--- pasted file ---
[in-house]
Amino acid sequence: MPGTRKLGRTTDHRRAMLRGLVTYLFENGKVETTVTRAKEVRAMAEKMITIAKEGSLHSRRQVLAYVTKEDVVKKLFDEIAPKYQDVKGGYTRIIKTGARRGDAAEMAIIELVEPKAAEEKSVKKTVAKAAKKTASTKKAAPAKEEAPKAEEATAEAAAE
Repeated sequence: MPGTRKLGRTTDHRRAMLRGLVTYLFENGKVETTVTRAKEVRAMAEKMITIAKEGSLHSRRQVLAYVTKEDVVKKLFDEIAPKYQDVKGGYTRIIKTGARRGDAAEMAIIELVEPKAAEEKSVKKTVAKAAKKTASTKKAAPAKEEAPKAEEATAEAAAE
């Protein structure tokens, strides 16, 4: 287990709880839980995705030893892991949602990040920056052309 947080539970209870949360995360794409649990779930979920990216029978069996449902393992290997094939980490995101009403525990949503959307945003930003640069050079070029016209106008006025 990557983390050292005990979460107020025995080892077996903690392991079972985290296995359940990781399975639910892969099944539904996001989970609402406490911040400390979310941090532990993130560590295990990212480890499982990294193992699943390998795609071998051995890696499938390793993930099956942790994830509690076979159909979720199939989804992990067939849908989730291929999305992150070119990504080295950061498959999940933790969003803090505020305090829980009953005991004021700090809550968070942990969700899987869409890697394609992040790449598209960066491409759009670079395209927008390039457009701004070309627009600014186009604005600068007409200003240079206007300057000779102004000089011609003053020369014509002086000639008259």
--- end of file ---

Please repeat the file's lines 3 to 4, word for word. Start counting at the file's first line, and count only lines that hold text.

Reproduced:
Repeated sequence: MPGTRKLGRTTDHRRAMLRGLVTYLFENGKVETTVTRAKEVRAMAEKMITIAKEGSLHSRRQVLAYVTKEDVVKKLFDEIAPKYQDVKGGYTRIIKTGARRGDAAEMAIIELVEPKAAEEKSVKKTVAKAAKKTASTKKAAPAKEEAPKAEEATAEAAAE
């Protein structure tokens, strides 16, 4: 287990709880839980995705030893892991949602990040920056052309 947080539970209870949360995360794409649990779930979920990216029978069996449902393992290997094939980490995101009403525990949503959307945003930003640069050079070029016209106008006025 990557983390050292005990979460107020025995080892077996903690392991079972985290296995359940990781399975639910892969099944539904996001989970609402406490911040400390979310941090532990993130560590295990990212480890499982990294193992699943390998795609071998051995890696499938390793993930099956942790994830509690076979159909979720199939989804992990067939849908989730291929999305992150070119990504080295950061498959999940933790969003803090505020305090829980009953005991004021700090809550968070942990969700899987869409890697394609992040790449598209960066491409759009670079395209927008390039457009701004070309627009600014186009604005600068007409200003240079206007300057000779102004000089011609003053020369014509002086000639008259």